Working out the average electricity bill in the UK depends on so many different factors. The price of your own Electricity bill will depend on the kind of home that you have, where you live, what type of heating and appliances you use in your home or business and how many people live or work there. Other factors to consider would be how energy-efficient the building is.
What’s the Average Electricity Bill in the UK Per Month?
Based on the average yearly consumption of 3,600 kWh, the average power bill in 2021 was £764. That amounts to £64 per month, which is an increase from 2020 of 7.5%.
In 2021 the average annual electricity expenditure now comes to £1339 overall.
However, since this data was compiled, energy prices have gone up. Risen by over £700 on April 1, 2022. Due to default tariffs, the Direct Debit client’s annual bills increased from £1,277 to £1,971 per year (based on average usage). This October, a new increase in the price cap is anticipated.
According to the most recent forecasts, the energy price cap will increase by 77% to £3,500 on October 1 and then increase even more in January 2023. Money Saving Expert Martin Lewis has called on the government to urgently intervene.
Why Are Energy Bills So High Right Now?
This year, households will pay significantly more for energy because of supply and demand in the world wholesale market.
Due to the increased cost of electricity due to this demand, the price is now being passed on to the consumer.
You are only impacted by the energy price ceiling if you reside in England, Wales, or Scotland.
The Utility Regulator oversees electricity pricing in Northern Ireland. On the Consumer Council website, you can learn more about the resources available to you for paying your energy bills.
What Makes Up My Energy Bills?
There is more to your electricity bills than just the price of the energy you consumed. Your energy bill consists of a wide range of expenses.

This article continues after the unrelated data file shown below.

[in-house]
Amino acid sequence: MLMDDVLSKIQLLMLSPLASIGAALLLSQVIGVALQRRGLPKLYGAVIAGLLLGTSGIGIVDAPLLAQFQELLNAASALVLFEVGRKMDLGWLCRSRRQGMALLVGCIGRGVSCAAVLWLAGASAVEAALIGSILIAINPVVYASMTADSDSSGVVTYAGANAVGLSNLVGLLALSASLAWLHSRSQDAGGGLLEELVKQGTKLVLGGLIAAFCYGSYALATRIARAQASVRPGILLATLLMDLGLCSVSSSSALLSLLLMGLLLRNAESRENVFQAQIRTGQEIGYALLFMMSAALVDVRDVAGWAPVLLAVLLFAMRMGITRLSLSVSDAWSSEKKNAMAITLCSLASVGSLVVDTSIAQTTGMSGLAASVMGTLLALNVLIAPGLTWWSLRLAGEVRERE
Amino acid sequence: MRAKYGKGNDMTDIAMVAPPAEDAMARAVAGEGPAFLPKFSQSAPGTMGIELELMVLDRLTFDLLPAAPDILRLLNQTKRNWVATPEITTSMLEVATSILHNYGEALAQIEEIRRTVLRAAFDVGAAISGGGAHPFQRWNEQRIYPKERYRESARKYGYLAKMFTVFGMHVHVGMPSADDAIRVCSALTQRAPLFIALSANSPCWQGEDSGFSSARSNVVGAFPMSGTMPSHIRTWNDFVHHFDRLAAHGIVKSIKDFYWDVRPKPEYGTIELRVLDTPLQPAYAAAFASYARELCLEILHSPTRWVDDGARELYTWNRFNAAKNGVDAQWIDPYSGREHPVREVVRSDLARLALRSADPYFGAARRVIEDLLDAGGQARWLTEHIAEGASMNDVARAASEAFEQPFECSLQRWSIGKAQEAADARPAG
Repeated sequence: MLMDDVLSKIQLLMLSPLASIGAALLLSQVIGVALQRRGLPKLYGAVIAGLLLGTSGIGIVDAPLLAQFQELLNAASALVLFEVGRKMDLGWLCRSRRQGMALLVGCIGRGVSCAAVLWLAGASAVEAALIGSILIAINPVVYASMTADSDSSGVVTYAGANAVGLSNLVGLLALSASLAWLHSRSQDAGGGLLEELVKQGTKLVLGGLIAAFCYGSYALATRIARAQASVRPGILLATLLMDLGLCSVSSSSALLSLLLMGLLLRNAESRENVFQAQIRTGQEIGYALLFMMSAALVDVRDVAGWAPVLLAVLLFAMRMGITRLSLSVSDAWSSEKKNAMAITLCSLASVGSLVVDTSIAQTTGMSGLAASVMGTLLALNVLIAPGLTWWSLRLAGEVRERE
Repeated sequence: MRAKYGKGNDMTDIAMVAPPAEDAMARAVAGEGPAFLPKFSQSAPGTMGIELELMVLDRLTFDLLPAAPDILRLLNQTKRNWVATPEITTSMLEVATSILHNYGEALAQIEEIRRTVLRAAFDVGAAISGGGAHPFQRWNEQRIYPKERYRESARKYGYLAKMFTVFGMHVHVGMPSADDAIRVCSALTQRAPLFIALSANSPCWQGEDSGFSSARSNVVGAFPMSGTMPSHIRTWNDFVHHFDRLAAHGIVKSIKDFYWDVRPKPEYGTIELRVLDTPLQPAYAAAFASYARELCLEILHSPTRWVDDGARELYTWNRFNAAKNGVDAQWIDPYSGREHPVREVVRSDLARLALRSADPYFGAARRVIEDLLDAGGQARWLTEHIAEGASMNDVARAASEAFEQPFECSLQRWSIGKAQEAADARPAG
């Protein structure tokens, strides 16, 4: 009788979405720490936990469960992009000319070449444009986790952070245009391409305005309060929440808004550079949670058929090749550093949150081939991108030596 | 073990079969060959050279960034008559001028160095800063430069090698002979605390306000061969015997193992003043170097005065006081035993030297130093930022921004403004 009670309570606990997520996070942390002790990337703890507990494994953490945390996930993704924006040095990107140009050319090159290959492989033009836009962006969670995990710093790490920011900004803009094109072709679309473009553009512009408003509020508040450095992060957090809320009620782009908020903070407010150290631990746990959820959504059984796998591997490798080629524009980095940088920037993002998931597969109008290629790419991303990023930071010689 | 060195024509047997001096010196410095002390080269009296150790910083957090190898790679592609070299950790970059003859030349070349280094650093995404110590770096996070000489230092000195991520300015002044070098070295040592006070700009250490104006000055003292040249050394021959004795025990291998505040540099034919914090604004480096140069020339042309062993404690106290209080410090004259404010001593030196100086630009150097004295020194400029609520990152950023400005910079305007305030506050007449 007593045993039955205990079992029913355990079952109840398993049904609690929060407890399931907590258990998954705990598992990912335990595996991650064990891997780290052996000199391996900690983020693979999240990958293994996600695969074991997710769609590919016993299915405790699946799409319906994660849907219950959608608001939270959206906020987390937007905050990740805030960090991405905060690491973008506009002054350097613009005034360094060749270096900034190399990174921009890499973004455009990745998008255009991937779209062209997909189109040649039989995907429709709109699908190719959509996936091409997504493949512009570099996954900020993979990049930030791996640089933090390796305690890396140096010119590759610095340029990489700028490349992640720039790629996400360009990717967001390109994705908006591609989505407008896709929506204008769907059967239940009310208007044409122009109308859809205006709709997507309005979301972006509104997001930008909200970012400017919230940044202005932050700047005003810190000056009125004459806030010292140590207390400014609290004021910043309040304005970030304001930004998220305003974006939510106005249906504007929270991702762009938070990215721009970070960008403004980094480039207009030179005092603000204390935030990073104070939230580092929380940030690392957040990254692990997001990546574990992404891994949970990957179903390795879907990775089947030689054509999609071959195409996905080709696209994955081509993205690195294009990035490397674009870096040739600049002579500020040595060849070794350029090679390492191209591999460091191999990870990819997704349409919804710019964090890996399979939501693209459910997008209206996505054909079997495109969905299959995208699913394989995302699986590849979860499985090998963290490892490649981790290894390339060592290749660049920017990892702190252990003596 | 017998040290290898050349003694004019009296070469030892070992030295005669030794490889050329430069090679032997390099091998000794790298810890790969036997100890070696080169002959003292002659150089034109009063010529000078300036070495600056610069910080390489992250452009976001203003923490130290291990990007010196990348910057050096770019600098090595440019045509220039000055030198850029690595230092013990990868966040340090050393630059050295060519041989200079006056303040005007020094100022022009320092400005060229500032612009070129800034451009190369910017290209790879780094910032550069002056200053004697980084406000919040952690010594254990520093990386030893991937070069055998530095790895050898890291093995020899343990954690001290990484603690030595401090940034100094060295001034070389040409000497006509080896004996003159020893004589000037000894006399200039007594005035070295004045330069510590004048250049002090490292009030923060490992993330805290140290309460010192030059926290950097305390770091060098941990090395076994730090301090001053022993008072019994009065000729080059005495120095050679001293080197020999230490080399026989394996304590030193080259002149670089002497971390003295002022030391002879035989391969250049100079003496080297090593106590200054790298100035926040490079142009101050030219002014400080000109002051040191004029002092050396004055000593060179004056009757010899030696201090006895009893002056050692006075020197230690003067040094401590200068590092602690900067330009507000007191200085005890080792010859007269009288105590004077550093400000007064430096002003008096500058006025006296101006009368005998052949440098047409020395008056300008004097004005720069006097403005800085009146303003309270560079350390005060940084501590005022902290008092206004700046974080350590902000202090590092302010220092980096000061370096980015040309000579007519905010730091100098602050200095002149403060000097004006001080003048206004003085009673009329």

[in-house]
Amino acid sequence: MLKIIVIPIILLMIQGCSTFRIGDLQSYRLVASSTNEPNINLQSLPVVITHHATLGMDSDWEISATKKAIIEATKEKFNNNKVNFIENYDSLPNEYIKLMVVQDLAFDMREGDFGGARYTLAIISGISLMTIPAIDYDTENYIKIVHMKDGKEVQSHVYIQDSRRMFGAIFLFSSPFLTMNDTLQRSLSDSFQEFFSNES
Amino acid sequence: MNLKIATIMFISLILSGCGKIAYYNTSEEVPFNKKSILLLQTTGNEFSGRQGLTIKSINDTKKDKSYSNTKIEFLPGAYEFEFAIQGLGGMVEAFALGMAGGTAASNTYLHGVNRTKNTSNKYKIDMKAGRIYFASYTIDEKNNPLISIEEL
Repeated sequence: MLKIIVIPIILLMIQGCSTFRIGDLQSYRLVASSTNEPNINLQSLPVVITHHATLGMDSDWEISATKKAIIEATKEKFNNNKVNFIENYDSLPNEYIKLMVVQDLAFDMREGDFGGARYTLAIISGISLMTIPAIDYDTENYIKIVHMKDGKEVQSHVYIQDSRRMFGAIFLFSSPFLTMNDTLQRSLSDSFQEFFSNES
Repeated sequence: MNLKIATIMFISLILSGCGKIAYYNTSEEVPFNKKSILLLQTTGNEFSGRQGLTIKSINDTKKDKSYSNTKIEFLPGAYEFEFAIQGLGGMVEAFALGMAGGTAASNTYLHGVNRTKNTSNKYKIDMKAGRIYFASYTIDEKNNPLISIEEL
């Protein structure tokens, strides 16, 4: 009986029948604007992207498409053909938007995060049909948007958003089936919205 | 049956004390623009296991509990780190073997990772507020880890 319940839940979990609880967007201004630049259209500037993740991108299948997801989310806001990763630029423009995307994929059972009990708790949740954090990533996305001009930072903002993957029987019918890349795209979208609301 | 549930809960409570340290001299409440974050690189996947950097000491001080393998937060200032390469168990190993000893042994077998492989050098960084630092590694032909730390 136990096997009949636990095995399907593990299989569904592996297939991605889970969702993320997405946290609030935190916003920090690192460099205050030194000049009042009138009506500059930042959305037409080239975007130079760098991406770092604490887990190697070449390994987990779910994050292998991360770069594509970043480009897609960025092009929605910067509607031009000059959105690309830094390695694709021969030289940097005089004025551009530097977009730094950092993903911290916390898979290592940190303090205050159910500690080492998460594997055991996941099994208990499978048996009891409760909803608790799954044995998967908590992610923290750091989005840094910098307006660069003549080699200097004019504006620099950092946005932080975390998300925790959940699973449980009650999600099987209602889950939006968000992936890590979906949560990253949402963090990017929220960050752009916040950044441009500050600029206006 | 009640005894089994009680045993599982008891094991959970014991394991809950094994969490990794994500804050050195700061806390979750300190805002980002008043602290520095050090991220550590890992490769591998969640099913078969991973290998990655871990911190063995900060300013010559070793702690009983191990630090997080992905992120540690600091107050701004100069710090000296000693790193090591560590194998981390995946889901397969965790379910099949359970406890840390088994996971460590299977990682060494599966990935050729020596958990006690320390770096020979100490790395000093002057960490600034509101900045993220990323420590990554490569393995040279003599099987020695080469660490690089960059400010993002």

- Just over a third of your energy bill is made up of the wholesale price of power, which is the cost to your energy provider to purchase it.
- Just over a quarter of your bill is made up of networking, or the cost of using and maintaining the pipes and wires that deliver energy to your home.
- A component of your account is made up of operating charges, which are fees the energy provider must pay.
- Several government-sponsored initiatives to save energy and cut emissions also include energy firms. Users pay for them, and an additional percentage is added to their energy bills.
- The balance of your energy bill is made up of profit margins, VAT (Value Added Tax), and other expenses.
- Most electrical products are rated for energy efficiency from “A” (the most energy efficient) to “G.” (least energy efficient). Less energy is required to use the product, which could result in a lower energy cost, a higher rating.
How Can I Use Less Electricity?
You may start considering ways to conserve energy and try to lower your rates now that you are aware of the average power bill for the UK and the components of your own bill.
Fortunately, there are numerous approaches to take without even changing suppliers.
You can start by utilising electricity sensibly if you want to reduce your energy costs.
You might want to raise your EPC certificate rating if you want to sell your house. By doing this, you could be able to sell your house faster and for a higher price.
A guide to Energy Performance Certificates (EPCs) published by the Energy Saving Trust offers helpful advice on how to make adjustments that will keep your home warm and cost you less money.
Your bills can be decreased by identifying which household appliances use the most electricity, however, the following can also help:
- Unplugging phone chargers
- Turning off devices that are not in use
- Switching to energy-efficient lightbulbs
Does Switching Tariff Help?
Unusually, switching tariff won’t save you money right now. You will be switched to your energy company’s ordinary variable tariff once any fixed rate has expired. This rate is less expensive than any fixed rate currently being provided.
What Can I Do if I’m Struggling?
It can be stressful for you to not be able to pay your electrical bills. You could be worried about accruing debt and unsure about how you’ll make ends meet.
Contact your provider before you miss payments or go into debt. Your supplier can assist you in several ways, one of which is by creating a payment schedule that suits your needs.